Because the crux of this new development is the way in which the maps are being made. Who are able to decide and which interests are being heard? As A. Muh. Ibnu Aqil of the Jakarta Post (4) wrote:

(..) The One Map Policy process has been largely closed off from the public, with datasets mainly provided by government institutions. Critics say this has led to the exclusion of indigenous communities, who otherwise exist beyond the boundaries of government-led spatial planning. 

Without a transparent and fair decision-making process that includes land owners and indigenous peoples, economic interests could remain to be the driving interest in the map policy of Indonesia.

In our next story we will be talking to Raflis, the director of Yayasan Hutan Riau, a NGO that works on mapping Riaus forest. He is a long advocate and expert of fair map-making and with him we will dive into the One Map Policy and the implications it can have on people and planet.

References

  1. Shahab, N. (n.d.). Indonesia: One Map Policy Overlapping Land Claims and Conflicts. [online] Available at: https://www.opengovpartnership.org/wp-content/uploads/2001/01/case-study_Indonesia_One-Map-Policy.pdf [Accessed 11 Nov. 2020].
  2. World Resources Institute. (2017). Understanding Indonesia’s OneMap Initiative. [online] Available at: https://www.wri.org/tags/understanding-indonesias-onemap-initiative  [Accessed 17 Nov. 2020].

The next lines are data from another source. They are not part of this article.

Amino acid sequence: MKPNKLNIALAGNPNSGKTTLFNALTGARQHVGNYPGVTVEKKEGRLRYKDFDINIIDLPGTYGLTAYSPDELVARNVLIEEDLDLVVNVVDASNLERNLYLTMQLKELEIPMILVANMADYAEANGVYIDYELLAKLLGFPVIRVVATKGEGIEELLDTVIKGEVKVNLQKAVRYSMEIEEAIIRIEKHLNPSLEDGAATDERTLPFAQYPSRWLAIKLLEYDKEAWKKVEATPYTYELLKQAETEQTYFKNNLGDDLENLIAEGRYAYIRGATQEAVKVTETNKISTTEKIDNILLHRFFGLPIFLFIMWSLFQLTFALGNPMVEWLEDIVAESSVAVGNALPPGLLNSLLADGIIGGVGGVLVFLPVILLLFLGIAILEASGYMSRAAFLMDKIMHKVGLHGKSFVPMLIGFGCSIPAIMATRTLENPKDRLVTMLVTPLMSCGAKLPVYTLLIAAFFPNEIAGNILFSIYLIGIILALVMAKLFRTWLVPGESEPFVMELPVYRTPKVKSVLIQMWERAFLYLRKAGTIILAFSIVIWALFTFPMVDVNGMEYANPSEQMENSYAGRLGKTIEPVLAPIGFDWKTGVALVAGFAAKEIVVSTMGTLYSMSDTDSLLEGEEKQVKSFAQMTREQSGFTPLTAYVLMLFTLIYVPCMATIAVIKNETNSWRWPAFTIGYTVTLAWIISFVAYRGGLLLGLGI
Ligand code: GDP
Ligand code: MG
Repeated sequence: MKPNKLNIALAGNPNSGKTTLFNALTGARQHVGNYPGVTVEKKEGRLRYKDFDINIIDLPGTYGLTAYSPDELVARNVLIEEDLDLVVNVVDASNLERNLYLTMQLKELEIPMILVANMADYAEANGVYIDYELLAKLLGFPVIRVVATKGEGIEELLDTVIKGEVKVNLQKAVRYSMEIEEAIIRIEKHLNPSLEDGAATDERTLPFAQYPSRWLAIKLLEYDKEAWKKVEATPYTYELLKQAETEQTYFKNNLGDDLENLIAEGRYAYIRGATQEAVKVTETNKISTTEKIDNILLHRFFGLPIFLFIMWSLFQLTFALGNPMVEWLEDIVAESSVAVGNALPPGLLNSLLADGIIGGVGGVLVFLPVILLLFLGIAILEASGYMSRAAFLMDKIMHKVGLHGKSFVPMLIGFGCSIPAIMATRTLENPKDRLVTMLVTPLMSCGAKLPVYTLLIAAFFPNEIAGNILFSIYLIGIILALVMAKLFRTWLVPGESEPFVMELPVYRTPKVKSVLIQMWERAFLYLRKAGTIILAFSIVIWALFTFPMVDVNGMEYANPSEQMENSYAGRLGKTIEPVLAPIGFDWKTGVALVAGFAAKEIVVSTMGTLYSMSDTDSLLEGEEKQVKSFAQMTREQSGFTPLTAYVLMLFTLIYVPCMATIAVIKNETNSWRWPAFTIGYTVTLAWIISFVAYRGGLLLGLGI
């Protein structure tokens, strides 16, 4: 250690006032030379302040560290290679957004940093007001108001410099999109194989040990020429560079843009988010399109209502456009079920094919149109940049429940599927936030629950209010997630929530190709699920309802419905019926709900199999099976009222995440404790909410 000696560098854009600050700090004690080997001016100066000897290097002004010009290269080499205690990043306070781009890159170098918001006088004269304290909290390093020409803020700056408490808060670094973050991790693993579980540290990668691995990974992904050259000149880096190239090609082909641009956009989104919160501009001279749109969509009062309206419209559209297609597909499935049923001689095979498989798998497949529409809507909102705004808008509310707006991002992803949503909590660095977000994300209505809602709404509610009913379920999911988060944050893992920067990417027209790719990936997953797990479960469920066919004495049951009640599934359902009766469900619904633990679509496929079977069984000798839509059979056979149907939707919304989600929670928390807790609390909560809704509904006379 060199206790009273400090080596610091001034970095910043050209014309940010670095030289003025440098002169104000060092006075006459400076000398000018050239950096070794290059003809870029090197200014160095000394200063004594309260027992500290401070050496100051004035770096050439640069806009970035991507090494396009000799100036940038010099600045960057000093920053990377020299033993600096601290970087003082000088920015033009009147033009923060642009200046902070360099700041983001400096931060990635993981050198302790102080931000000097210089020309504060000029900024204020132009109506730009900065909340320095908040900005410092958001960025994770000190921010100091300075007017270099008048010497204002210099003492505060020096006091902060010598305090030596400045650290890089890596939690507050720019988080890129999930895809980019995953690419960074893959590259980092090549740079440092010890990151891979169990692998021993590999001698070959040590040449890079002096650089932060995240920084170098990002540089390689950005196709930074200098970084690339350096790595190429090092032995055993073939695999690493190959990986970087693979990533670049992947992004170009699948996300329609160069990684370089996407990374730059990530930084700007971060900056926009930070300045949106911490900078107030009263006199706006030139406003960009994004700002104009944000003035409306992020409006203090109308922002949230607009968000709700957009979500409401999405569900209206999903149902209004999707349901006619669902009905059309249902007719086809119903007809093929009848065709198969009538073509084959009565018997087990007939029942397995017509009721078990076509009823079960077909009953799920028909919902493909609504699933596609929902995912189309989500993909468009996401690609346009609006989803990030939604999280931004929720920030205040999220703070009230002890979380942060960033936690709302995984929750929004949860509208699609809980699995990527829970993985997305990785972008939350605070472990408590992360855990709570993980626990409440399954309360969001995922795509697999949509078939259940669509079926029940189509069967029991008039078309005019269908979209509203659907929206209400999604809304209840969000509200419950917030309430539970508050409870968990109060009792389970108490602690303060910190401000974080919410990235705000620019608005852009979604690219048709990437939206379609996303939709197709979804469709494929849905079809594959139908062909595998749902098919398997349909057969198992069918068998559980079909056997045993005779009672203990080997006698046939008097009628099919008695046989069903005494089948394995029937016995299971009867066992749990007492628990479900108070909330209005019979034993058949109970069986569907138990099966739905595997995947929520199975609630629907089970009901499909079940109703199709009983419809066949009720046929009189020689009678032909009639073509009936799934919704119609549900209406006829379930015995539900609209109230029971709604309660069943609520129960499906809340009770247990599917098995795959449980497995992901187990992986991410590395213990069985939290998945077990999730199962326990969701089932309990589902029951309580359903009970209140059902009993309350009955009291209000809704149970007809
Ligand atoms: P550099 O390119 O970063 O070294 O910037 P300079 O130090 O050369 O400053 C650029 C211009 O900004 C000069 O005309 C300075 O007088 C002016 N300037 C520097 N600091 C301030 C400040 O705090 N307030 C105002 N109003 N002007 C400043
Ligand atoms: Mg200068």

3. Basten Gokkon (2018). One map to rule them all: Indonesia launches unified land-use chart. [online] Mongabay Environmental News. Available at: https://news.mongabay.com/2018/12/one-map-to-rule-them-all-indonesia-launches-unified-land-use-chart/ [Accessed 11 Nov. 2020].

  4. The Jakarta Post (2020). Concerns of transparency, inclusivity raised as One Map nears completion. [online] The Jakarta Post. Available at: https://www.thejakartapost.com/news/2020/09/04/concerns-of-transparency-inclusivity-raised-as-one-map-nears-completion.html [Accessed 11 Nov. 2020].

References

  1. Shahab, N. (n.d.). Indonesia: One Map Policy Overlapping Land Claims and Conflicts. [online] Available at: https://www.opengovpartnership.org/wp-content/uploads/2001/01/case-study_Indonesia_One-Map-Policy.pdf [Accessed 11 Nov. 2020].
  2. World Resources Institute. (2017). Understanding Indonesia’s OneMap Initiative. [online] Available at: https://www.wri.org/tags/understanding-indonesias-onemap-initiative  [Accessed 17 Nov. 2020].
  3. Basten Gokkon (2018). One map to rule them all: Indonesia launches unified land-use chart. [online] Mongabay Environmental News. Available at: https://news.mongabay.com/2018/12/one-map-to-rule-them-all-indonesia-launches-unified-land-use-chart/ [Accessed 11 Nov. 2020].

  4. The Jakarta Post (2020). Concerns of transparency, inclusivity raised as One Map nears completion. [online] The Jakarta Post. Available at: https://www.thejakartapost.com/news/2020/09/04/concerns-of-transparency-inclusivity-raised-as-one-map-nears-completion.html [Accessed 11 Nov. 2020].